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5.0 out of 5 stars Changed Perspectives from Threat of Imminent Death, 13 May 2004
This review is from: The Plague (Vintage International) (Paperback)
The Plague is about love, exile, and suffering as illuminated by living around death. What is the meaning of life? For many, that question is an abstraction except in the context of being aware of losing some of the joys of life, or life itself. In The Plague, Camus creates a timeless tale of humans caught in the jaws of implacable death, in this case a huge outbreak of bubonic plague in Oran, Algeria on the north African coast. With the possibility of dying so close, each character comes to see his or her life differently. In a sense, we each get a glimpse of what we, too, may think about life in the last hours and days before our own deaths. The Plague will leave you with a sense of death as real rather than as an abstraction. Then by reflecting in the mirror of that death, you can see life more clearly.
For example, what role would you take if bubonic plague were to be unleashed in your community? Would you flee? Would you help relieve the suffering? Would you become a profiteer? Would you help maintain order? Would you withdraw or seek out others? These are all important questions for helping you understand yourself that this powerful novel will raise for you.
The book is described as objectively as possible by a narrator, who is one of the key figures in the drama. That literary device allows each of us to insert ourselves into the situation.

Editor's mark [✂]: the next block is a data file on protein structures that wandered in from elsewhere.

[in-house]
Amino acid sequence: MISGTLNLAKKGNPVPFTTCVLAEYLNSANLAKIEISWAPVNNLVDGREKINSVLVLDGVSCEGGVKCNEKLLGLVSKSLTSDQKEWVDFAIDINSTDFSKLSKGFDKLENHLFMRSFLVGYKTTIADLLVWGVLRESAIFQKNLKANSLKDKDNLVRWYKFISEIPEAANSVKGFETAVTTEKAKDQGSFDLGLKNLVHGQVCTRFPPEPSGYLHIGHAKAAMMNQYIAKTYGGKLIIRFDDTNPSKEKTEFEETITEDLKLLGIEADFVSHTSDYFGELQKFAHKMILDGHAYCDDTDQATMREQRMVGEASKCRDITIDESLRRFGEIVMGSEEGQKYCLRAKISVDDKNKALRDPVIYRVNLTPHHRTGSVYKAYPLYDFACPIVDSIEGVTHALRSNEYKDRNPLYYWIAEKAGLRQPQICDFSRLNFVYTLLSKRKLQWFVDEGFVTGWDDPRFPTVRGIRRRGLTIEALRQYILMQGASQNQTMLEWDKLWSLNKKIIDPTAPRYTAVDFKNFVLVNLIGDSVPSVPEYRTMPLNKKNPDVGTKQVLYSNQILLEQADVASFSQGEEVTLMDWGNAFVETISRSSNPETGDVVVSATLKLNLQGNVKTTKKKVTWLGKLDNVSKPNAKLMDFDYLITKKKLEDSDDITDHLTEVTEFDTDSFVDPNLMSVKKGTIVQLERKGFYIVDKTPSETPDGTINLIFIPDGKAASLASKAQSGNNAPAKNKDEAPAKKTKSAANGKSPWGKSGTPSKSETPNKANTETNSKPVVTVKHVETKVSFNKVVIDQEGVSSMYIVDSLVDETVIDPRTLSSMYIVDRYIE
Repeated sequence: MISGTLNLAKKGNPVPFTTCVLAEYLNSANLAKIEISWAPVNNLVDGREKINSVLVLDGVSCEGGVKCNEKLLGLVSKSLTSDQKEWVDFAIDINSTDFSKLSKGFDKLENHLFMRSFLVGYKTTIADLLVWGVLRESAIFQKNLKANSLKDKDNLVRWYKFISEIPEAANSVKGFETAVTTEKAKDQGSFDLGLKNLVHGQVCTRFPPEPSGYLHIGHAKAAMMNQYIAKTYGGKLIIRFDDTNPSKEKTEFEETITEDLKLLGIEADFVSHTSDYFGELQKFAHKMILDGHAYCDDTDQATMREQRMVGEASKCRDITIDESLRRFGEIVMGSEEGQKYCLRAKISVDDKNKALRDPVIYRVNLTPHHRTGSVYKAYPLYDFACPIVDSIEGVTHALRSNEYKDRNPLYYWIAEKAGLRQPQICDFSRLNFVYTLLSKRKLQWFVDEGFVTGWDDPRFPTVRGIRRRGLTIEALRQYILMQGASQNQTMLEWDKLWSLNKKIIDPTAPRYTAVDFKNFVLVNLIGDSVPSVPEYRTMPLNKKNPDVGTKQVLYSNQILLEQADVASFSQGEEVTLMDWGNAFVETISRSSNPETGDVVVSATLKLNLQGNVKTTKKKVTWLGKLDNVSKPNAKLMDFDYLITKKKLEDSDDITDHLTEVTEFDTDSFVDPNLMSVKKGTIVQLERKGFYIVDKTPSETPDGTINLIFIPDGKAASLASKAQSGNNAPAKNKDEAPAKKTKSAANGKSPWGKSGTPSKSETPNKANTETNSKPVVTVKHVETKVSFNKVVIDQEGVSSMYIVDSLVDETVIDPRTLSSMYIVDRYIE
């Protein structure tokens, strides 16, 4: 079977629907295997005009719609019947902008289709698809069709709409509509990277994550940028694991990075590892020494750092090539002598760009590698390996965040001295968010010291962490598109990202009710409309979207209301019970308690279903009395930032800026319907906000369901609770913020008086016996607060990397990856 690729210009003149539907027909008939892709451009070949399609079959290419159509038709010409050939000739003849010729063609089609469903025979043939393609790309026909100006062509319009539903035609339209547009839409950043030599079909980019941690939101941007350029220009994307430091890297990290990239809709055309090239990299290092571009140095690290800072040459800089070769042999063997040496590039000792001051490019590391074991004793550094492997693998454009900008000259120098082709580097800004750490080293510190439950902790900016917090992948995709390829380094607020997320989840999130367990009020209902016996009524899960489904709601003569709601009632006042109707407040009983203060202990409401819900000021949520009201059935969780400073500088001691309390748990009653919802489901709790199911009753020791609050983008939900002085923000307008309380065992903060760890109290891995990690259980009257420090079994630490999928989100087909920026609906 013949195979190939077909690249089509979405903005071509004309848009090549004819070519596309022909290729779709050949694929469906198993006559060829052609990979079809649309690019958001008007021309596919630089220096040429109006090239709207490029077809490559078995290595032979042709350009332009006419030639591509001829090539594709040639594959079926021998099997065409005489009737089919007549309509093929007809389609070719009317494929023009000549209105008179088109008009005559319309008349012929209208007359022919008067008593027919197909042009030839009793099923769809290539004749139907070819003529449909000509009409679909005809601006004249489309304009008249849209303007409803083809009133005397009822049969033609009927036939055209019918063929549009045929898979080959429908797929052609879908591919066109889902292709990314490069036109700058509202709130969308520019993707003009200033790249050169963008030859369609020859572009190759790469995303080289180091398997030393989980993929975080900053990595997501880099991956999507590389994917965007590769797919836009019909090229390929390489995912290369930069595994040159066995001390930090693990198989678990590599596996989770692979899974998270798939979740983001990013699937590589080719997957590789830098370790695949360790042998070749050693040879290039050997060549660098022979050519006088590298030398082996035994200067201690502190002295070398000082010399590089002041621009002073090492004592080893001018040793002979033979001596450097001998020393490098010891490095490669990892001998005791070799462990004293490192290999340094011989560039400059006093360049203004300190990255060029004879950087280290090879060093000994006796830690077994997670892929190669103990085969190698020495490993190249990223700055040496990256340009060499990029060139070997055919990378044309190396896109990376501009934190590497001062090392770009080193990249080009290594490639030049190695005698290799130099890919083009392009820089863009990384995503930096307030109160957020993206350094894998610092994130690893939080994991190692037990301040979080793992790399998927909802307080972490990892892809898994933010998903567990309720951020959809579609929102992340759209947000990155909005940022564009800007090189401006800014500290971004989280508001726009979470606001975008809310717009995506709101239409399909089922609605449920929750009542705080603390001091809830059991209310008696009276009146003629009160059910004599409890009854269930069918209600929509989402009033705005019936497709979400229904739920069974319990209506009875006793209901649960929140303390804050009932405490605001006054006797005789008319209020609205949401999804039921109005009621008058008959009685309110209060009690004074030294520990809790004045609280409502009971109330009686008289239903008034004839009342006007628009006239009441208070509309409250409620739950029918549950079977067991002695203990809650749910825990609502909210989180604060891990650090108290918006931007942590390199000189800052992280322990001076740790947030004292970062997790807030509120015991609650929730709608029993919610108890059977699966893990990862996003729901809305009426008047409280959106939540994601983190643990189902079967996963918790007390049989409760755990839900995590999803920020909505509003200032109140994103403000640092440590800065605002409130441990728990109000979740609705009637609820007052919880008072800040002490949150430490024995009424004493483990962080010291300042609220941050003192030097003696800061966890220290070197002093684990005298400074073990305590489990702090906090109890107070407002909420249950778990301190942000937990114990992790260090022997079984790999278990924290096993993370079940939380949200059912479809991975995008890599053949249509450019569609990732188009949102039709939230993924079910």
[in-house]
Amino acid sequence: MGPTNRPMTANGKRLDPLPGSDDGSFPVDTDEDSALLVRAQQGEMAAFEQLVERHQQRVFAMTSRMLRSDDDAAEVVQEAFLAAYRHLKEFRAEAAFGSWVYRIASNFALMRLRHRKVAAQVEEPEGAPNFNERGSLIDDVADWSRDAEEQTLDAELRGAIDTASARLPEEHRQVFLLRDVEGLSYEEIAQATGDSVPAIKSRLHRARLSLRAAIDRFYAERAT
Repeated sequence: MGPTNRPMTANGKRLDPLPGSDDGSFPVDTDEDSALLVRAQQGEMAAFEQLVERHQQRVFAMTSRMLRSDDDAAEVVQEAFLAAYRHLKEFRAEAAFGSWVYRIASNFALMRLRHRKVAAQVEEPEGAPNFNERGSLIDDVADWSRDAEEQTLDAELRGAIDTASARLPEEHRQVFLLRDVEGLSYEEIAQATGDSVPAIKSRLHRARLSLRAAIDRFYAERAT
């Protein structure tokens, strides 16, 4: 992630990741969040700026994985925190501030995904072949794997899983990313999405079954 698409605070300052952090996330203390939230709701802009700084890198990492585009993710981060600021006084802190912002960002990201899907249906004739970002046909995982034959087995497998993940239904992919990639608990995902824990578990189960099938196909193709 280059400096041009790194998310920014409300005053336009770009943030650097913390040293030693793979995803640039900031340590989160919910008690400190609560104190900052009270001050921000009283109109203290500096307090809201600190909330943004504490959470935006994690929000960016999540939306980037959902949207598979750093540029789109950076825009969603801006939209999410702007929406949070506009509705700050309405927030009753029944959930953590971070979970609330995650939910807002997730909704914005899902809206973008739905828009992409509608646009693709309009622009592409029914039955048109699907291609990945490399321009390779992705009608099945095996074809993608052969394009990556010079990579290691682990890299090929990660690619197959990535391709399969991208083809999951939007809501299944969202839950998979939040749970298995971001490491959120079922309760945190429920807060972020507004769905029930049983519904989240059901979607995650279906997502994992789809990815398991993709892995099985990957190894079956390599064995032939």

Let me explain the main themes. Love is expressed in many ways. There is the love of men and women for each other. Dr. Rieux's wife is ill, and has just left for treatment at a sanitarium. Rambert, a journalist on temporary assignment, is separated from his live-in girl friend in Paris. Dr. Rieux's mother comes to stay with him during his mother's absence, so there is also love of parent and child. The magistrate also loses his son to the plague after a desperate battle. Separations occur because of the quarantine on Oran, which causes love to be tested. What is love without the other person being present? The characters find that their memories soon become abstractions. But they reach out to establish new love with each other. Tarrou, who is also caught in Oran, decides or organize a volunteer corps to help with the sick and dead. Rambert decides to stay in Oran to help after having arranged to escape the quarantine. The survivors find succor in increasing closeness with each other. Rieux and Tarrou become close, almost like brothers. Even Rieux's patients become people with whom he develops an emotional bond, even though the waves of death become an abstraction as he can do little to avert them. The priest figure also helps to explore the notion of love for God and God's love for us. The exile theme is reinforced by the quarantine. People cannot leave Oran. The disease itself causes that exile to become worse. If someone in your household becomes ill, each well person has to be quarantined. So you may be living in a tent in the soccer stadium wondering what is happening to the rest of your family. Cottard is a criminal who is on the run from the authorities. He is in despair as the plague begins, and tries to kill himself. The distractions of the plague keep the authorities from troubling him, so the period of the plague is an exile from his criminal past.